- The Labour Force Survey (LFS) jobless rate fell to 4.7% in the three months to April, aided by the reopening of non-essential retailers. The delay to June’s easing of restrictions will slow job creation but the EY ITEM Club says it is unlikely to have significant long-term consequences
- Meanwhile, the headline three-month year-on-year rate of pay growth rose in April to a near-14-year high. But the pace was exaggerated by more workers coming off furlough and comparisons with weak pay levels in April 2020.
Martin Beck, senior economic advisor to the EY ITEM Club, says:
“It was already evident that the reopening of non-essential retailers in April helped deliver healthy rises in GDP and retail sales, while the fruits of the easing of restrictions were also apparent in the labour market numbers. A rise in employment in April helped push the single-month LFS unemployment rate down to 4.8% from 4.9% three months earlier. This contributed to April’s three-month average jobless rate declining to 4.7%, the lowest since last summer and down from 5% in the previous quarter.
“There was also good news from HMRC PAYE data. The number of paid employees rose by a strong 197,000 in May, although this still left the level just over half-a-million short of February 2020’s pre-pandemic peak.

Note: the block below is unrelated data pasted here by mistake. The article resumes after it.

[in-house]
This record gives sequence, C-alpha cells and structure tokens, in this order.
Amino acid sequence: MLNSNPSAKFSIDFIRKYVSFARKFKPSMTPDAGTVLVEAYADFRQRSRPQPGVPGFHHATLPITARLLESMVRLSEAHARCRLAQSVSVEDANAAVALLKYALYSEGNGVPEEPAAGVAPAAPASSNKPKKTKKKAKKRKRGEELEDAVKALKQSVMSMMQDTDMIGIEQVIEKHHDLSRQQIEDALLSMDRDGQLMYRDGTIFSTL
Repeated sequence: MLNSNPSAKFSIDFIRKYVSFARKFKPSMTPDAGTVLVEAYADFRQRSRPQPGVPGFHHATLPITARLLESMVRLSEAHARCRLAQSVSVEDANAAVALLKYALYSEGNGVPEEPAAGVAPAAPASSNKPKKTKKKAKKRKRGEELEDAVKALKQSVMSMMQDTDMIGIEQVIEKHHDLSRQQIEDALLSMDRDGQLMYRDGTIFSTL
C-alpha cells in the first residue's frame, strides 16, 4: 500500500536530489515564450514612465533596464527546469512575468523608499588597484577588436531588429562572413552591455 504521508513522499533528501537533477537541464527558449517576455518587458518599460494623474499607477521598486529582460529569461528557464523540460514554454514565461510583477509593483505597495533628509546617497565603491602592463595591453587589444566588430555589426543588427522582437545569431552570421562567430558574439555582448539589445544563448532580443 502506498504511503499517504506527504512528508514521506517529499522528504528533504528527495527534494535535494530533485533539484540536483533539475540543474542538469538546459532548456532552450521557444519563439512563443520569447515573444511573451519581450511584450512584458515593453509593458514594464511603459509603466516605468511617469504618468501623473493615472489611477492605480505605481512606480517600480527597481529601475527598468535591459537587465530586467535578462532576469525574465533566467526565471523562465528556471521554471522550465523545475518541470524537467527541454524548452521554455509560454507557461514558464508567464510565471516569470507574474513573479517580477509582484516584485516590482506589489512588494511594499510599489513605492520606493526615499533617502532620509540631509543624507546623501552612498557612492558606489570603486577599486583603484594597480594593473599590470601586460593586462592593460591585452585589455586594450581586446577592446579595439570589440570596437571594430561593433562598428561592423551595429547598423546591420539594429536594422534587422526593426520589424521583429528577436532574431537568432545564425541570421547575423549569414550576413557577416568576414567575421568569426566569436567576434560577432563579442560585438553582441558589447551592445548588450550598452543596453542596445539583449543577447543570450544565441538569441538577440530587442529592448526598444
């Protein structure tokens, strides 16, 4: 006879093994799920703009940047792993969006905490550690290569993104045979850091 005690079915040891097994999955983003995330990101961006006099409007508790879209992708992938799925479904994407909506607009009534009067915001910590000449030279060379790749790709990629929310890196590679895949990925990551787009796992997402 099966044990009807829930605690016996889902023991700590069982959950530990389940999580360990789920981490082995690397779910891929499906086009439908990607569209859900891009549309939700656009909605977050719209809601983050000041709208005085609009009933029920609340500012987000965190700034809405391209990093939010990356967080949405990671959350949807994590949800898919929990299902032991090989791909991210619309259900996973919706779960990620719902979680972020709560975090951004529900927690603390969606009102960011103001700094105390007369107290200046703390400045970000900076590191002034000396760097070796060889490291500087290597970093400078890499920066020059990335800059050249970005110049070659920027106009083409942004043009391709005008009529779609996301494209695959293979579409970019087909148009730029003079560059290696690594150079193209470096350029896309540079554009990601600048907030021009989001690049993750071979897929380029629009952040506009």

“The Government’s decision to delay the lifting of remaining restrictions in England beyond 21 June will probably slow the return of workers from furlough. But if the four-week delay doesn’t slip, the long-term effect on employment should be small, particularly if the Chancellor provides more support. Postponing current plans to cut the Government’s grant for furloughed workers’ pay from 80% to 70% on 1 July would be an obvious measure.
“The EY ITEM Club expects the jobless rate to rise to around 5.5-6% by the end of the year. But this would be a remarkable achievement given the shock the economy has experienced.
“One thing we can be sure about is that average pay growth will accelerate further in the short term. Headline three-month year-on-year pay growth rose to 5.6% in April, a near-14 year high. But this was flattered by compositional effects, workers returning from furlough and comparisons with depressed pay levels in April 2020. These factors are likely to push pay growth up to over 7% year-on-year during the summer. But their effects will fade as the year progresses.”